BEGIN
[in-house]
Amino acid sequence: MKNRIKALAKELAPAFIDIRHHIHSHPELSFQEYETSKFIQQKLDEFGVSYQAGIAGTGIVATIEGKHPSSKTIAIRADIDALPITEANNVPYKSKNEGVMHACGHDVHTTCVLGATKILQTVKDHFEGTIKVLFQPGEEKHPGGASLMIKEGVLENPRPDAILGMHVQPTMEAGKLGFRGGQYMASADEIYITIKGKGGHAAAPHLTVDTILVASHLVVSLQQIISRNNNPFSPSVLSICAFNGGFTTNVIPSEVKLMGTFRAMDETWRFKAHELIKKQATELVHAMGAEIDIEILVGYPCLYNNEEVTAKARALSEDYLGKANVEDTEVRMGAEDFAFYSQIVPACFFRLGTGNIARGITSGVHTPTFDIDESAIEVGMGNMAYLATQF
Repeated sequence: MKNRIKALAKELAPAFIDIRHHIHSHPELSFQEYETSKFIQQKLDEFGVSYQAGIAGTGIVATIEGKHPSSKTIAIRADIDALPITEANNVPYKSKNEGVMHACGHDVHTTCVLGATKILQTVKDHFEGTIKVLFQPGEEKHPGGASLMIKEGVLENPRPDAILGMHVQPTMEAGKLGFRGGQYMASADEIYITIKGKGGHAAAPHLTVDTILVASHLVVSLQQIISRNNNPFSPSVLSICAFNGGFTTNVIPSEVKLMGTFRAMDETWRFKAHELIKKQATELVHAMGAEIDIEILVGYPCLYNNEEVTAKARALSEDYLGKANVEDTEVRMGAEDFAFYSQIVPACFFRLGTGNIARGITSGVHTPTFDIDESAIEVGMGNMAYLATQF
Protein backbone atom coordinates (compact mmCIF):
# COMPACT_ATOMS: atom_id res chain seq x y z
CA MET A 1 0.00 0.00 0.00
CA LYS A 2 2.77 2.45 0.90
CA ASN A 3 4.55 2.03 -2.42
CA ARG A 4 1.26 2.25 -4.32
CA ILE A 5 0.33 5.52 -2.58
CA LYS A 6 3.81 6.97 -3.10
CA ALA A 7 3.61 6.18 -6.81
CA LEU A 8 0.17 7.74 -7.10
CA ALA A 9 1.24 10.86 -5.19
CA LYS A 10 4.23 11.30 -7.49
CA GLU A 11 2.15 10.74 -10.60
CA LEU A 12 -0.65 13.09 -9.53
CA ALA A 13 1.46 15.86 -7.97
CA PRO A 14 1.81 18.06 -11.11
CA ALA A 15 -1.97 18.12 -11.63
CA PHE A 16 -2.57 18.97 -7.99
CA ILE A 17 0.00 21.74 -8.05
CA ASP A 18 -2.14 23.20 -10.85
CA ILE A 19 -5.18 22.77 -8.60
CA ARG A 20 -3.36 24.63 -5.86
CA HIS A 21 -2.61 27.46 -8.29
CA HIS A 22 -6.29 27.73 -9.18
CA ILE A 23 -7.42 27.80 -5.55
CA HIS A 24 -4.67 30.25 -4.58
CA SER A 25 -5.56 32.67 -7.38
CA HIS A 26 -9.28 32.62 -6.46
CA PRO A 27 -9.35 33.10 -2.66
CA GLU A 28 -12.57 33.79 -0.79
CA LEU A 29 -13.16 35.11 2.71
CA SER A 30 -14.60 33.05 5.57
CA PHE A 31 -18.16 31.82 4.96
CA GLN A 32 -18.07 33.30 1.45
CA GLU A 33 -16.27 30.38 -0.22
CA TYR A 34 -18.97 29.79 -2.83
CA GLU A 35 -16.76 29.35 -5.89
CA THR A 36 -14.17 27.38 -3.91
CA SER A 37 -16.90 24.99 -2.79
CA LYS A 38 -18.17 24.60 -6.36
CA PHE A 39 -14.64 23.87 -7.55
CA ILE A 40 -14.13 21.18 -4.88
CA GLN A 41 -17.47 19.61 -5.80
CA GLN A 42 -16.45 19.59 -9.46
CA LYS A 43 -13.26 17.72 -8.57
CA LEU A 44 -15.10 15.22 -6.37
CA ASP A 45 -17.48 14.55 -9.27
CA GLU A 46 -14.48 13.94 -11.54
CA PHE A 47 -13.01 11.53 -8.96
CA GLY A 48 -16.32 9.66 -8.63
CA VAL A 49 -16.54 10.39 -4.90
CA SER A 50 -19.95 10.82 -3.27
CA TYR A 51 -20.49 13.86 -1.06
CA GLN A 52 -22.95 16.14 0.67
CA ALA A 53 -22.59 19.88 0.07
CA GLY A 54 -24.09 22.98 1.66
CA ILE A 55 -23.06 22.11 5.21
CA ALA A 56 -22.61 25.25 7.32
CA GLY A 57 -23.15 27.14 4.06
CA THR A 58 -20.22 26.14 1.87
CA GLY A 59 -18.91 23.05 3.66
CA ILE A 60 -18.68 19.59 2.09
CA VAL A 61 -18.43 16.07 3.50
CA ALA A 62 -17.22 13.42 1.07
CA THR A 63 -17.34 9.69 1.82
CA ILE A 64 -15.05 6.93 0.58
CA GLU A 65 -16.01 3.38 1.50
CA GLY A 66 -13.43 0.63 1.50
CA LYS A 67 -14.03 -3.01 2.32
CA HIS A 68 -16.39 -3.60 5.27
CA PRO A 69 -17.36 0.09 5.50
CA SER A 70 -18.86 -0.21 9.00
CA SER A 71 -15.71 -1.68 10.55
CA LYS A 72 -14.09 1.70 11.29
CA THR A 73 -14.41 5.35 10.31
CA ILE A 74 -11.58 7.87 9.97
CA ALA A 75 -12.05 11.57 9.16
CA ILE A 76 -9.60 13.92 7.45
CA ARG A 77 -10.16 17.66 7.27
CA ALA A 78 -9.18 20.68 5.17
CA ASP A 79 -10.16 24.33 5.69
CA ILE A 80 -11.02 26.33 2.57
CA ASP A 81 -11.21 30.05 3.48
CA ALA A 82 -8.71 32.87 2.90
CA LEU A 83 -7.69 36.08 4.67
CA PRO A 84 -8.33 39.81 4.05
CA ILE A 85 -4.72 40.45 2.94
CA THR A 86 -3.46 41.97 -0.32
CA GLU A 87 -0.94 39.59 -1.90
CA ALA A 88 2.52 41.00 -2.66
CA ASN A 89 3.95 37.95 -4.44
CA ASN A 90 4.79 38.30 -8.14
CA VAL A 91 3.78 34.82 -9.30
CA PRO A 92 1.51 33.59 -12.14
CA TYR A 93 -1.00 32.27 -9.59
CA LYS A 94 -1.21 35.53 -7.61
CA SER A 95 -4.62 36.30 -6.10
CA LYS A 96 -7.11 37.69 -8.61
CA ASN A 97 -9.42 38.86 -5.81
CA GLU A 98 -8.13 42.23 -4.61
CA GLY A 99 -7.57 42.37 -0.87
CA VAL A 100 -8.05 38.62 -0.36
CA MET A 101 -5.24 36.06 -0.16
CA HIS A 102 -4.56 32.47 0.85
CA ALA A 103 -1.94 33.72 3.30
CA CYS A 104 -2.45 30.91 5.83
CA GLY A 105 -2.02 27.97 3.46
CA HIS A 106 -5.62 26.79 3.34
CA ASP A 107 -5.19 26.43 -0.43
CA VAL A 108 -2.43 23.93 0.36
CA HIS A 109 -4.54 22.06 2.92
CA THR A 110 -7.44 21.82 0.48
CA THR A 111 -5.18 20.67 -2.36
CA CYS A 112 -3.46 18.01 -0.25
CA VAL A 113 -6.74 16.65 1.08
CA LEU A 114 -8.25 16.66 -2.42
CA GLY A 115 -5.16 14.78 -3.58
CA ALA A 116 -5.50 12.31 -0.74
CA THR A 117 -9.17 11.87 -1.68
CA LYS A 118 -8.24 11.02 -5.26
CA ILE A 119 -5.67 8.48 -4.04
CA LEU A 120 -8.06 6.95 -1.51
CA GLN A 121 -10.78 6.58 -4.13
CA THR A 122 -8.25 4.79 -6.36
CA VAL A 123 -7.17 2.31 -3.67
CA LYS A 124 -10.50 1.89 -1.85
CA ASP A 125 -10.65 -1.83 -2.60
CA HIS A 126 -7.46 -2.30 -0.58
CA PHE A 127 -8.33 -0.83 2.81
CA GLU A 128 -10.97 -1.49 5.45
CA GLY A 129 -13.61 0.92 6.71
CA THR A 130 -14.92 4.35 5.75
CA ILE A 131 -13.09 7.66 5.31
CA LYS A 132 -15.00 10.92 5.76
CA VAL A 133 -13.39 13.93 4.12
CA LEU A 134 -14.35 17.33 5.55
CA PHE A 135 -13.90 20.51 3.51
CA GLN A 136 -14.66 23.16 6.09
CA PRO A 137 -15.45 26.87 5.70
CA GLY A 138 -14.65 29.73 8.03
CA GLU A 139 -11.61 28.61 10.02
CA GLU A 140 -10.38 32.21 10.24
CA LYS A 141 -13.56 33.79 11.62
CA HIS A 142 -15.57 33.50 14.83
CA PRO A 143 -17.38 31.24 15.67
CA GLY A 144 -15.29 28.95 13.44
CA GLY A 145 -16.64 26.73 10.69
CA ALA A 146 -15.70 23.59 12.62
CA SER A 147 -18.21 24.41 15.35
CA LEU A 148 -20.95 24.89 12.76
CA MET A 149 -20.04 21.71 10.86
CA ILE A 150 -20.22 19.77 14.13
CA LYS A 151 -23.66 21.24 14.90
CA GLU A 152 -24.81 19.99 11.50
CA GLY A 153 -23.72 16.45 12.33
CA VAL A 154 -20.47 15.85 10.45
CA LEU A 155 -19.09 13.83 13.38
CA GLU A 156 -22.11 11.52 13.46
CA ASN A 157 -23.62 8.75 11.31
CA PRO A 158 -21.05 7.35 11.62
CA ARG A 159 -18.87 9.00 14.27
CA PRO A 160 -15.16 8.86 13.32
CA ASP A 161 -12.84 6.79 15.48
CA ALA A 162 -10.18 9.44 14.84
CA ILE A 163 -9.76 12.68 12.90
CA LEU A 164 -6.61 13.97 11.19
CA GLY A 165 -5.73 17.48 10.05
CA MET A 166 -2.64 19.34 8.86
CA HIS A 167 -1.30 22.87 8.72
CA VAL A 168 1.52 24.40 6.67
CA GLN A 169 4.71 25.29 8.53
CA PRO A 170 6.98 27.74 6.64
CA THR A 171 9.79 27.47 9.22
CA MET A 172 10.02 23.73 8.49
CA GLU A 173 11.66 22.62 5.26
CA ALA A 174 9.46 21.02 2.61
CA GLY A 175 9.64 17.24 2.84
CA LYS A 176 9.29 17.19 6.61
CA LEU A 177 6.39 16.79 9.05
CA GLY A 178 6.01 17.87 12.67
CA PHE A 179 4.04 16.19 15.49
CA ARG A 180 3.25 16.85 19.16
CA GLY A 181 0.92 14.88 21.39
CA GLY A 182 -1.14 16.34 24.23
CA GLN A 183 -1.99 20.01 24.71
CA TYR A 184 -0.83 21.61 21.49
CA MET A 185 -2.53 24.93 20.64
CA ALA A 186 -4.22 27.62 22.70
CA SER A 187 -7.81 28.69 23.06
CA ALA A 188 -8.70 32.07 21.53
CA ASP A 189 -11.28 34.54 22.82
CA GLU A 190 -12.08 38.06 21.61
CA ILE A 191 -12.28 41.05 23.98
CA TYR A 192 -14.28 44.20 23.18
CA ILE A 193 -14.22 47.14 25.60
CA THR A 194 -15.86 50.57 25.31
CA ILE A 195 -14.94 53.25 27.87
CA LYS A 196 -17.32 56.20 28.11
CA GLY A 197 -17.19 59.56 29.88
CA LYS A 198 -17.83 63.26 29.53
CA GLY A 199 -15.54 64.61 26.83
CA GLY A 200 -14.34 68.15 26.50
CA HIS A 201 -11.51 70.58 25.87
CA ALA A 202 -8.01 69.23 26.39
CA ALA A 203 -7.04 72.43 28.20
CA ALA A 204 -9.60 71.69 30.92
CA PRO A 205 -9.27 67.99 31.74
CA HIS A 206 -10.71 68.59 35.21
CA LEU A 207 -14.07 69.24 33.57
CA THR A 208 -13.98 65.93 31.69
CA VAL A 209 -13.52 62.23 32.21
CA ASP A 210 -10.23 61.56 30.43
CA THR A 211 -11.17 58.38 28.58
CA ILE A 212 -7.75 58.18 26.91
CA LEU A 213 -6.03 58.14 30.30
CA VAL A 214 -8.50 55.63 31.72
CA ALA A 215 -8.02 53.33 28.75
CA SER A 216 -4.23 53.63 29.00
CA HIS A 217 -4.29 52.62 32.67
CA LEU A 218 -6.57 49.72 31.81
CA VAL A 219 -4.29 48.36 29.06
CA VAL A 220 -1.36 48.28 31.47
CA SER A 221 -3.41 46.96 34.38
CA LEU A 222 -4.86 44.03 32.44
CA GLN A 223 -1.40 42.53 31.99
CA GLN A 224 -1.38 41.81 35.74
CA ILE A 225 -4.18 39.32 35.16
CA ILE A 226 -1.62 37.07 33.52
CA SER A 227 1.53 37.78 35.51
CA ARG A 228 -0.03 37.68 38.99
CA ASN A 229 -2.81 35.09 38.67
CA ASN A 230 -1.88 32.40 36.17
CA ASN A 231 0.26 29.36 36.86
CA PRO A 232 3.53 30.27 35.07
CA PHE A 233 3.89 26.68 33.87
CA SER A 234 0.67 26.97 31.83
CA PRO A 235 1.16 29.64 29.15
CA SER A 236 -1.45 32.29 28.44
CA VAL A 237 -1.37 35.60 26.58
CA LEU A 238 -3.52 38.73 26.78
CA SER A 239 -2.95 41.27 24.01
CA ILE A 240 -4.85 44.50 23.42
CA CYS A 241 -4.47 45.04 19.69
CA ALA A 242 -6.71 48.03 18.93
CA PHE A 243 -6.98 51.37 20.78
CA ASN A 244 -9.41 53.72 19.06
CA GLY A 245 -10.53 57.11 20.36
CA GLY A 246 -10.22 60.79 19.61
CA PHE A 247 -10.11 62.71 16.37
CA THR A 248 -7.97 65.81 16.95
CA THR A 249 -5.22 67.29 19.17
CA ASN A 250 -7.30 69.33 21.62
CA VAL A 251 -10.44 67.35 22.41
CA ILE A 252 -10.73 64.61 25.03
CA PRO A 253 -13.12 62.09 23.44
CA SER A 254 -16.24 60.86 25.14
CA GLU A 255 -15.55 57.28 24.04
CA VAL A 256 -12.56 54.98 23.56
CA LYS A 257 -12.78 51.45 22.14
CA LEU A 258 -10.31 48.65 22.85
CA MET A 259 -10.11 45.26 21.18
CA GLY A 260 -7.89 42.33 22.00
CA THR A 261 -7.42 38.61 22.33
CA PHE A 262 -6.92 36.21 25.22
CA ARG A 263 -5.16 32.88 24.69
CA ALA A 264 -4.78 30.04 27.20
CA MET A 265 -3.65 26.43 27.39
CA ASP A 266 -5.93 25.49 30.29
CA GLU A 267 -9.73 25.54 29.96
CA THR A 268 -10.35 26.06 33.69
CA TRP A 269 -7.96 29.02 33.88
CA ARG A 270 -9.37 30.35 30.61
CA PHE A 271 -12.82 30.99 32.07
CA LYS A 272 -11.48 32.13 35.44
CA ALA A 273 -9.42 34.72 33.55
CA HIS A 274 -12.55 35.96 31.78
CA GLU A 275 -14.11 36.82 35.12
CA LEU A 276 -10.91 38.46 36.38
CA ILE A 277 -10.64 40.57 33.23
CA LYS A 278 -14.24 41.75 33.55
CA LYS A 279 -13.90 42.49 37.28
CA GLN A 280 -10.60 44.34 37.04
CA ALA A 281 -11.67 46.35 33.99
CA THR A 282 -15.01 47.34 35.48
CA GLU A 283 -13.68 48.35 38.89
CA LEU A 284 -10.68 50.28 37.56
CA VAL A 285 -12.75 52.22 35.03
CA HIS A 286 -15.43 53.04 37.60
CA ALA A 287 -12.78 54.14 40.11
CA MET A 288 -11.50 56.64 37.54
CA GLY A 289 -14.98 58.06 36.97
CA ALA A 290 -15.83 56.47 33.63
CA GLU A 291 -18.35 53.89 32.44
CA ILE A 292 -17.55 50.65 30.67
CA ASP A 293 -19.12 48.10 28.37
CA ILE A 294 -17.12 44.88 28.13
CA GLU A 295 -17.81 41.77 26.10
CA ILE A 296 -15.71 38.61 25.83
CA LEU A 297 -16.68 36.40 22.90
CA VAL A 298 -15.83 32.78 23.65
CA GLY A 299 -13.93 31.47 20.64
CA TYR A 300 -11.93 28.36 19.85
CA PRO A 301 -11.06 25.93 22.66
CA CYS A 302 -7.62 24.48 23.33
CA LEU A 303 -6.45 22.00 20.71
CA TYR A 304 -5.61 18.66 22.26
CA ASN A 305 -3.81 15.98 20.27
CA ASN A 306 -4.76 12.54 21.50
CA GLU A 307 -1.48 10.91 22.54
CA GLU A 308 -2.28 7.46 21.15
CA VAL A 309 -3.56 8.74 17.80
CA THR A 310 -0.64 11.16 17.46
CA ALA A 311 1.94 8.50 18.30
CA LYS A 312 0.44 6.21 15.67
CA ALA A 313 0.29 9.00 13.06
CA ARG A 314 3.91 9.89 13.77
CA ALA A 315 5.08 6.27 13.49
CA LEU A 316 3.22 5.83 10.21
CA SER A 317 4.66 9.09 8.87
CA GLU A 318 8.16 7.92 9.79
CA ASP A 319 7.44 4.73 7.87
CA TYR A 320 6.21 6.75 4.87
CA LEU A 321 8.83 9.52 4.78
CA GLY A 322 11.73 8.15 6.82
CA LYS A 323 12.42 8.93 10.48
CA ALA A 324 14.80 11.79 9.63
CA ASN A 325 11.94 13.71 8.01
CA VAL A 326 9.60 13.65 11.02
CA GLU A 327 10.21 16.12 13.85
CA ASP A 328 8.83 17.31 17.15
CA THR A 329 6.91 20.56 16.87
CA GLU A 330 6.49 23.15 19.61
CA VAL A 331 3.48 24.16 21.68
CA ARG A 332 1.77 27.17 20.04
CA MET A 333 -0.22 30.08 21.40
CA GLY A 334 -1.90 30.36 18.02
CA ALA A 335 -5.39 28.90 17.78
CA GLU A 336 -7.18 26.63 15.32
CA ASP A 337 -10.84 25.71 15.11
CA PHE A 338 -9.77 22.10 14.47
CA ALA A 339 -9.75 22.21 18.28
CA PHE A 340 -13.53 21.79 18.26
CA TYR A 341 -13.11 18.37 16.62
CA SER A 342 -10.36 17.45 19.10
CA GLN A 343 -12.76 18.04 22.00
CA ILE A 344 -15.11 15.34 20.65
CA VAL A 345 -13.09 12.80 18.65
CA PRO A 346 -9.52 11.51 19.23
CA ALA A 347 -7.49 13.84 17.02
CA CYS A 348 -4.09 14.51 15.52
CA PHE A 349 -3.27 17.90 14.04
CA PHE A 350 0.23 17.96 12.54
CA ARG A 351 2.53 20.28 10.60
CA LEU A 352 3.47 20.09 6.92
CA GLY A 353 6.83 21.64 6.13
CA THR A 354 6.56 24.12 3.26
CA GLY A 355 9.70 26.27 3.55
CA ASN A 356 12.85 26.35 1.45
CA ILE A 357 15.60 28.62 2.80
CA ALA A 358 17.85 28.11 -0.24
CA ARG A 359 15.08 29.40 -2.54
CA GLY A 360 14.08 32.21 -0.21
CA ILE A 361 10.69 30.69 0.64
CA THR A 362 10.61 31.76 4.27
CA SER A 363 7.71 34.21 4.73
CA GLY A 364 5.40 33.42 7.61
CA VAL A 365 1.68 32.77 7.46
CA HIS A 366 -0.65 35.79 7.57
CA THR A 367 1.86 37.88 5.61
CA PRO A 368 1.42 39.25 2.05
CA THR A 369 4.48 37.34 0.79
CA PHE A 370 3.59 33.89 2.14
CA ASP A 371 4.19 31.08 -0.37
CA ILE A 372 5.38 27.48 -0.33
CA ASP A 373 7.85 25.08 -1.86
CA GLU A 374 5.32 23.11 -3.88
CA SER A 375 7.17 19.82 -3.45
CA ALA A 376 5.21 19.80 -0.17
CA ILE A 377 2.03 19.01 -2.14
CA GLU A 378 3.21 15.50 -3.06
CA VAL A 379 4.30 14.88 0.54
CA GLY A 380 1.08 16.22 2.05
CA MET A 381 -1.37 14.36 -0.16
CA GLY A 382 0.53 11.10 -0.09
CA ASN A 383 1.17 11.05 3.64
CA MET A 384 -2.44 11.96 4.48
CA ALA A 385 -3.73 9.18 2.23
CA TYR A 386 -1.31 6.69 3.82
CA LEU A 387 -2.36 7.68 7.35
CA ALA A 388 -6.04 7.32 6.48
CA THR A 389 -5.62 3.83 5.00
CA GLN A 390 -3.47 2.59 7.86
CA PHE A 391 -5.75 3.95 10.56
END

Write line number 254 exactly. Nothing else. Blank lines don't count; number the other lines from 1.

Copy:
CA THR A 249 -5.22 67.29 19.17